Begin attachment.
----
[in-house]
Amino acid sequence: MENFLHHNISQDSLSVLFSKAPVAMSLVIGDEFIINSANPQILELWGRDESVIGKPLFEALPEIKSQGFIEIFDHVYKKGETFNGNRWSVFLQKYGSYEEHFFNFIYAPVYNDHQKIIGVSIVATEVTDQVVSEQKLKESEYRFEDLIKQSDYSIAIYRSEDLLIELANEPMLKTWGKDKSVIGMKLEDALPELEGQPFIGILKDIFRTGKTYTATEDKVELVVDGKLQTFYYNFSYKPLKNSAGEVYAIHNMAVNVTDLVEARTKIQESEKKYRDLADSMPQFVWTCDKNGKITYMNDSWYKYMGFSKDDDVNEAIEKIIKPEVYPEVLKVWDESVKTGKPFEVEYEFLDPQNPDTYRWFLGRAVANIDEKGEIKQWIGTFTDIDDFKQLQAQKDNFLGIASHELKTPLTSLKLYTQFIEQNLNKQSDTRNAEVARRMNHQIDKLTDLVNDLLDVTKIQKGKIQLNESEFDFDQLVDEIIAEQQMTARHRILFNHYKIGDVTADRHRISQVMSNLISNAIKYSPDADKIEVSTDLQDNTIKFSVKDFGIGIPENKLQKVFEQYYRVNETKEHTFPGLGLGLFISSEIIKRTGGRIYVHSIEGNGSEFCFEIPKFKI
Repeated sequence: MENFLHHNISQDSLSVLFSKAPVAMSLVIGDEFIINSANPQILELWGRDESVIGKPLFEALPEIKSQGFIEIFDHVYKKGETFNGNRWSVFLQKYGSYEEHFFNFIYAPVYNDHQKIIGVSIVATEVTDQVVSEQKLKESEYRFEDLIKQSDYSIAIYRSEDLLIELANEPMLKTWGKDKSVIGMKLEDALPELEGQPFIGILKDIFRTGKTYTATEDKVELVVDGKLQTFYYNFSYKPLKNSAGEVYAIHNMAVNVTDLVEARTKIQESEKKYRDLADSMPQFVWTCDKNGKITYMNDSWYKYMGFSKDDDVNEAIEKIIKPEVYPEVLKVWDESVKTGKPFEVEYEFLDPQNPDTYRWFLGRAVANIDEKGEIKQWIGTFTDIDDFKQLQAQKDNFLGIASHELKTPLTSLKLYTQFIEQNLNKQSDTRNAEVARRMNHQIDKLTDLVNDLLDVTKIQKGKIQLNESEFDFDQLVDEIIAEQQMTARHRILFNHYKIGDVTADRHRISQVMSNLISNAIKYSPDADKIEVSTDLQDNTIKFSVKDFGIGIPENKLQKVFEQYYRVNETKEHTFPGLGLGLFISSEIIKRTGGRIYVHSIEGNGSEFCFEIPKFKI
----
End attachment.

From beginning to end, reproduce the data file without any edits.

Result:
[in-house]
Amino acid sequence: MENFLHHNISQDSLSVLFSKAPVAMSLVIGDEFIINSANPQILELWGRDESVIGKPLFEALPEIKSQGFIEIFDHVYKKGETFNGNRWSVFLQKYGSYEEHFFNFIYAPVYNDHQKIIGVSIVATEVTDQVVSEQKLKESEYRFEDLIKQSDYSIAIYRSEDLLIELANEPMLKTWGKDKSVIGMKLEDALPELEGQPFIGILKDIFRTGKTYTATEDKVELVVDGKLQTFYYNFSYKPLKNSAGEVYAIHNMAVNVTDLVEARTKIQESEKKYRDLADSMPQFVWTCDKNGKITYMNDSWYKYMGFSKDDDVNEAIEKIIKPEVYPEVLKVWDESVKTGKPFEVEYEFLDPQNPDTYRWFLGRAVANIDEKGEIKQWIGTFTDIDDFKQLQAQKDNFLGIASHELKTPLTSLKLYTQFIEQNLNKQSDTRNAEVARRMNHQIDKLTDLVNDLLDVTKIQKGKIQLNESEFDFDQLVDEIIAEQQMTARHRILFNHYKIGDVTADRHRISQVMSNLISNAIKYSPDADKIEVSTDLQDNTIKFSVKDFGIGIPENKLQKVFEQYYRVNETKEHTFPGLGLGLFISSEIIKRTGGRIYVHSIEGNGSEFCFEIPKFKI
Repeated sequence: MENFLHHNISQDSLSVLFSKAPVAMSLVIGDEFIINSANPQILELWGRDESVIGKPLFEALPEIKSQGFIEIFDHVYKKGETFNGNRWSVFLQKYGSYEEHFFNFIYAPVYNDHQKIIGVSIVATEVTDQVVSEQKLKESEYRFEDLIKQSDYSIAIYRSEDLLIELANEPMLKTWGKDKSVIGMKLEDALPELEGQPFIGILKDIFRTGKTYTATEDKVELVVDGKLQTFYYNFSYKPLKNSAGEVYAIHNMAVNVTDLVEARTKIQESEKKYRDLADSMPQFVWTCDKNGKITYMNDSWYKYMGFSKDDDVNEAIEKIIKPEVYPEVLKVWDESVKTGKPFEVEYEFLDPQNPDTYRWFLGRAVANIDEKGEIKQWIGTFTDIDDFKQLQAQKDNFLGIASHELKTPLTSLKLYTQFIEQNLNKQSDTRNAEVARRMNHQIDKLTDLVNDLLDVTKIQKGKIQLNESEFDFDQLVDEIIAEQQMTARHRILFNHYKIGDVTADRHRISQVMSNLISNAIKYSPDADKIEVSTDLQDNTIKFSVKDFGIGIPENKLQKVFEQYYRVNETKEHTFPGLGLGLFISSEIIKRTGGRIYVHSIEGNGSEFCFEIPKFKI